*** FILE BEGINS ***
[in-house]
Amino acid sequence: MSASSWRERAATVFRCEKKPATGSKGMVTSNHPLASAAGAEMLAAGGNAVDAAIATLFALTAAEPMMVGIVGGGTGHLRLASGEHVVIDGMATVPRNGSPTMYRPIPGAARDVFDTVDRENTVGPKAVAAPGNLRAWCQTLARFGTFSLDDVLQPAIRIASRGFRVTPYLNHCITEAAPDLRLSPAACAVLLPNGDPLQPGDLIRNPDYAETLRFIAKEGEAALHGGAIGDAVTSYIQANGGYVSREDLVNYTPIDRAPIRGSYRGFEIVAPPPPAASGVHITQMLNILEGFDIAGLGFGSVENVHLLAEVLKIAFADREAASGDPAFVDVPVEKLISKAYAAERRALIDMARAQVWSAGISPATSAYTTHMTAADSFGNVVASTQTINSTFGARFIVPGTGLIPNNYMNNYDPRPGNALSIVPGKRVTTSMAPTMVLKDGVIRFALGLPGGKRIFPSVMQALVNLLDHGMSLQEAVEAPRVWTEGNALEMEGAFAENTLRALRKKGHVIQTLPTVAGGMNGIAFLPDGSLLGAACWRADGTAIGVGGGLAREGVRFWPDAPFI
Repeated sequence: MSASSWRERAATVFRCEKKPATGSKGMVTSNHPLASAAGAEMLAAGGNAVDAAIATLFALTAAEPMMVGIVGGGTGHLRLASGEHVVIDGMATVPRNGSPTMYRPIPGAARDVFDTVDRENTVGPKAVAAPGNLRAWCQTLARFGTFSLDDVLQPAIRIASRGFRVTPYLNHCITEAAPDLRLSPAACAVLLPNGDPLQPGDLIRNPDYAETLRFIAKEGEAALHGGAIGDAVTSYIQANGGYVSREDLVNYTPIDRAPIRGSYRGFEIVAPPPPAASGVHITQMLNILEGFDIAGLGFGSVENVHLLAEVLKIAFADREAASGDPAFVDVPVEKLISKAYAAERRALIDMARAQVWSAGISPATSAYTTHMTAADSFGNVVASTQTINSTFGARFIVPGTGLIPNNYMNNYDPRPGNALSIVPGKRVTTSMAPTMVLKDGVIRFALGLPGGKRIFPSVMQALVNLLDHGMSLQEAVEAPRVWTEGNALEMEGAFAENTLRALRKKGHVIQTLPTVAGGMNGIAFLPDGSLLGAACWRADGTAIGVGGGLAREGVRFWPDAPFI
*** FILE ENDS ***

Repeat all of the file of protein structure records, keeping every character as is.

[in-house]
Amino acid sequence: MSASSWRERAATVFRCEKKPATGSKGMVTSNHPLASAAGAEMLAAGGNAVDAAIATLFALTAAEPMMVGIVGGGTGHLRLASGEHVVIDGMATVPRNGSPTMYRPIPGAARDVFDTVDRENTVGPKAVAAPGNLRAWCQTLARFGTFSLDDVLQPAIRIASRGFRVTPYLNHCITEAAPDLRLSPAACAVLLPNGDPLQPGDLIRNPDYAETLRFIAKEGEAALHGGAIGDAVTSYIQANGGYVSREDLVNYTPIDRAPIRGSYRGFEIVAPPPPAASGVHITQMLNILEGFDIAGLGFGSVENVHLLAEVLKIAFADREAASGDPAFVDVPVEKLISKAYAAERRALIDMARAQVWSAGISPATSAYTTHMTAADSFGNVVASTQTINSTFGARFIVPGTGLIPNNYMNNYDPRPGNALSIVPGKRVTTSMAPTMVLKDGVIRFALGLPGGKRIFPSVMQALVNLLDHGMSLQEAVEAPRVWTEGNALEMEGAFAENTLRALRKKGHVIQTLPTVAGGMNGIAFLPDGSLLGAACWRADGTAIGVGGGLAREGVRFWPDAPFI
Repeated sequence: MSASSWRERAATVFRCEKKPATGSKGMVTSNHPLASAAGAEMLAAGGNAVDAAIATLFALTAAEPMMVGIVGGGTGHLRLASGEHVVIDGMATVPRNGSPTMYRPIPGAARDVFDTVDRENTVGPKAVAAPGNLRAWCQTLARFGTFSLDDVLQPAIRIASRGFRVTPYLNHCITEAAPDLRLSPAACAVLLPNGDPLQPGDLIRNPDYAETLRFIAKEGEAALHGGAIGDAVTSYIQANGGYVSREDLVNYTPIDRAPIRGSYRGFEIVAPPPPAASGVHITQMLNILEGFDIAGLGFGSVENVHLLAEVLKIAFADREAASGDPAFVDVPVEKLISKAYAAERRALIDMARAQVWSAGISPATSAYTTHMTAADSFGNVVASTQTINSTFGARFIVPGTGLIPNNYMNNYDPRPGNALSIVPGKRVTTSMAPTMVLKDGVIRFALGLPGGKRIFPSVMQALVNLLDHGMSLQEAVEAPRVWTEGNALEMEGAFAENTLRALRKKGHVIQTLPTVAGGMNGIAFLPDGSLLGAACWRADGTAIGVGGGLAREGVRFWPDAPFI